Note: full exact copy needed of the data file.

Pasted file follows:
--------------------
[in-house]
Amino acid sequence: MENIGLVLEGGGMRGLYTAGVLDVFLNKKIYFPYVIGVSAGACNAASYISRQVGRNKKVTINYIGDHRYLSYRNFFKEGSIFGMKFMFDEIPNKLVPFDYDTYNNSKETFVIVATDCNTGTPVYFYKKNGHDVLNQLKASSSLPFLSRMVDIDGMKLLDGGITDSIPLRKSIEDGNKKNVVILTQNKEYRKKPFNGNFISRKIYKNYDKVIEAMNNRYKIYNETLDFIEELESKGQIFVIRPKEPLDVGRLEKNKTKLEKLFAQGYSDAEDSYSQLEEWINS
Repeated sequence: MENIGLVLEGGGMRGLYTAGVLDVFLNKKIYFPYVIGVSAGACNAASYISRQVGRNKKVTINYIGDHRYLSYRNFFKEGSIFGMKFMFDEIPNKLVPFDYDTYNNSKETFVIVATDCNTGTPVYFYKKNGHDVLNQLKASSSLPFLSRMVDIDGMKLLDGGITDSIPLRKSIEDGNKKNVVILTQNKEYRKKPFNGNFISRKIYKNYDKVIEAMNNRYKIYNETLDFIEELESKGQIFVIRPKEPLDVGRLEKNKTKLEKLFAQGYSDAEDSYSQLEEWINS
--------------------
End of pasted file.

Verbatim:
[in-house]
Amino acid sequence: MENIGLVLEGGGMRGLYTAGVLDVFLNKKIYFPYVIGVSAGACNAASYISRQVGRNKKVTINYIGDHRYLSYRNFFKEGSIFGMKFMFDEIPNKLVPFDYDTYNNSKETFVIVATDCNTGTPVYFYKKNGHDVLNQLKASSSLPFLSRMVDIDGMKLLDGGITDSIPLRKSIEDGNKKNVVILTQNKEYRKKPFNGNFISRKIYKNYDKVIEAMNNRYKIYNETLDFIEELESKGQIFVIRPKEPLDVGRLEKNKTKLEKLFAQGYSDAEDSYSQLEEWINS
Repeated sequence: MENIGLVLEGGGMRGLYTAGVLDVFLNKKIYFPYVIGVSAGACNAASYISRQVGRNKKVTINYIGDHRYLSYRNFFKEGSIFGMKFMFDEIPNKLVPFDYDTYNNSKETFVIVATDCNTGTPVYFYKKNGHDVLNQLKASSSLPFLSRMVDIDGMKLLDGGITDSIPLRKSIEDGNKKNVVILTQNKEYRKKPFNGNFISRKIYKNYDKVIEAMNNRYKIYNETLDFIEELESKGQIFVIRPKEPLDVGRLEKNKTKLEKLFAQGYSDAEDSYSQLEEWINS